The best picture books aren't just for children. Illustrators create imaginative, character-filled artwork to bring stories to life for readers of all ages. Picture books can also spark the reader's imagination and allow them to enter the world the author has created, holding their attention to the very end.
Illustrations treat the the reader to extra detail not found in the text, giving more context to the story. Soaking up all of this bonus material is what makes children crave the same story again and again – and it keeps adults interested when reading that one book over and over again. In this rundown, we've selected the best picture books you need to pay attention to, old and new, and included options for all ages, across a range of topics.
If you want more picture book ideas, there are plenty over on our post rounding up the best children's books, or if you want to try your hand at illustrating your own book, check out our pick of the best how to draw tutorials on the web.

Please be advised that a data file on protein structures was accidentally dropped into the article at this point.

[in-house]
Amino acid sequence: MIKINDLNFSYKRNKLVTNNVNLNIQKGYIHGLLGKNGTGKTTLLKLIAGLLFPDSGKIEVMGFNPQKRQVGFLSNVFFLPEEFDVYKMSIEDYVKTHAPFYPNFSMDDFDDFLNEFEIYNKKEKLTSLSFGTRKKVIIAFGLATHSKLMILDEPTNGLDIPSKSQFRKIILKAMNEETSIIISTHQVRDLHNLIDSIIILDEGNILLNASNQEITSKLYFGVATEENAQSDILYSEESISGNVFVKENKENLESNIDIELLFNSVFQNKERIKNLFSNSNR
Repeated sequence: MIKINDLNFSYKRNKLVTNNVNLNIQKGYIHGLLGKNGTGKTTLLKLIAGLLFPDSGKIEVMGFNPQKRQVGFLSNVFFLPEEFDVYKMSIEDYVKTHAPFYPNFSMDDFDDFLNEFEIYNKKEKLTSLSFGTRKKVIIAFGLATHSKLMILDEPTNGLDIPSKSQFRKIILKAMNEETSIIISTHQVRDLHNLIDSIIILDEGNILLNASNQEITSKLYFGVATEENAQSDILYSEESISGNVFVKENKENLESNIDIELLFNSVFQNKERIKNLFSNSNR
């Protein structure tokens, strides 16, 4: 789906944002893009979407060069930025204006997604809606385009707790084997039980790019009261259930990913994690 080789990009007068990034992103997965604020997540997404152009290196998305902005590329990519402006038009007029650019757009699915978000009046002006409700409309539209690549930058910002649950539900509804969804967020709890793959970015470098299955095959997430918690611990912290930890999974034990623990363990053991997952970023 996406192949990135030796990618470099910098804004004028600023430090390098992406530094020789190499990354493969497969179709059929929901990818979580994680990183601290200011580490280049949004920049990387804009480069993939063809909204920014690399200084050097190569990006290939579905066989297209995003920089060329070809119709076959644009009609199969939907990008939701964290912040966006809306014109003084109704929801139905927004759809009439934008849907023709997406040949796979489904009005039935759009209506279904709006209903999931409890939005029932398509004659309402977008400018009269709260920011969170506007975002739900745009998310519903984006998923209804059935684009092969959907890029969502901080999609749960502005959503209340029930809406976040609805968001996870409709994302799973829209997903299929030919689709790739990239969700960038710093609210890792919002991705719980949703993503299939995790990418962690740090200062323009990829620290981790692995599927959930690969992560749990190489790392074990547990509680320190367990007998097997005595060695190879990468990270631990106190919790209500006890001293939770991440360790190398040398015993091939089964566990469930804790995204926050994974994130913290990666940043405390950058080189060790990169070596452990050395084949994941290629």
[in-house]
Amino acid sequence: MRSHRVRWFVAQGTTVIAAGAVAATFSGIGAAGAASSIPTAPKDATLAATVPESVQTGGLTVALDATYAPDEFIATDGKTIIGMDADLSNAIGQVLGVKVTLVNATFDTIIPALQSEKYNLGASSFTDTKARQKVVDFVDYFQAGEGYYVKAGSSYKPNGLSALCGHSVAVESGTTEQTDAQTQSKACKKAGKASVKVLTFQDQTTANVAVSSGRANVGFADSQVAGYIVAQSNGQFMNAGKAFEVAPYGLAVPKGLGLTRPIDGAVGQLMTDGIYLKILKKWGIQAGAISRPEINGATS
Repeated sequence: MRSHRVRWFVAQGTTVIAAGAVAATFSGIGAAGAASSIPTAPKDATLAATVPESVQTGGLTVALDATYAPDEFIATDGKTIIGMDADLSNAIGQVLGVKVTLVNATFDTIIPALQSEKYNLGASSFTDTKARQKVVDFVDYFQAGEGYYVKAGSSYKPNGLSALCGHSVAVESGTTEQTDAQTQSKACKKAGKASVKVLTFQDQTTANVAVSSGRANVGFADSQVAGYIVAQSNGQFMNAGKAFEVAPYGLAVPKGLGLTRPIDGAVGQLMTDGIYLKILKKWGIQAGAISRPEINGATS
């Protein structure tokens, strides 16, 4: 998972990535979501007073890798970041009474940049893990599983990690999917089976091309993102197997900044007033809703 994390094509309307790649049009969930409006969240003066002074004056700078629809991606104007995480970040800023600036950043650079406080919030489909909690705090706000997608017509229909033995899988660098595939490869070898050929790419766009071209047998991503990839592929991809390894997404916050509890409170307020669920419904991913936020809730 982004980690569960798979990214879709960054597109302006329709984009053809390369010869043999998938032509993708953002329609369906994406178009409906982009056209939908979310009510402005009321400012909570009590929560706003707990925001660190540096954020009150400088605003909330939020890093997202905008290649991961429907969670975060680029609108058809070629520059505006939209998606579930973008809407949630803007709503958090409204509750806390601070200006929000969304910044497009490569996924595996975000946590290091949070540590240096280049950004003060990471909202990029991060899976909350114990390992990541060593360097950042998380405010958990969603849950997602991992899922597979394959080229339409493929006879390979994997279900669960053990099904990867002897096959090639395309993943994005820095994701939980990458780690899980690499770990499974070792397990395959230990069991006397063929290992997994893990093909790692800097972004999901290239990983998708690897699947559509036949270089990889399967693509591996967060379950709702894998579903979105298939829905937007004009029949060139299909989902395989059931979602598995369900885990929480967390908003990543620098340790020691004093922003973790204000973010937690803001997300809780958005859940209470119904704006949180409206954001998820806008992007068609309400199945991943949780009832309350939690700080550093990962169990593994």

Goodnight Moon allows us a private peek into the bedtime routine of a young bunny rabbit as he says goodnight to everything in his cosy room. This classic book will hypnotise the youngest of children with its rhythmic poetry and striking illustrations, and the board book edition is perfect for little hands.
With pages that alternate from brightly coloured to black and white (colour choices that are perfect for babies), the books' colour palette makes bedtime feel safe and warm, with some slight shadowing that hints at night time. The ink drawings on the black and white pages zoom in on specific parts of the room so you can explore the features in more detail. It's a charming book that's guaranteed to have little ones yawning by the last page.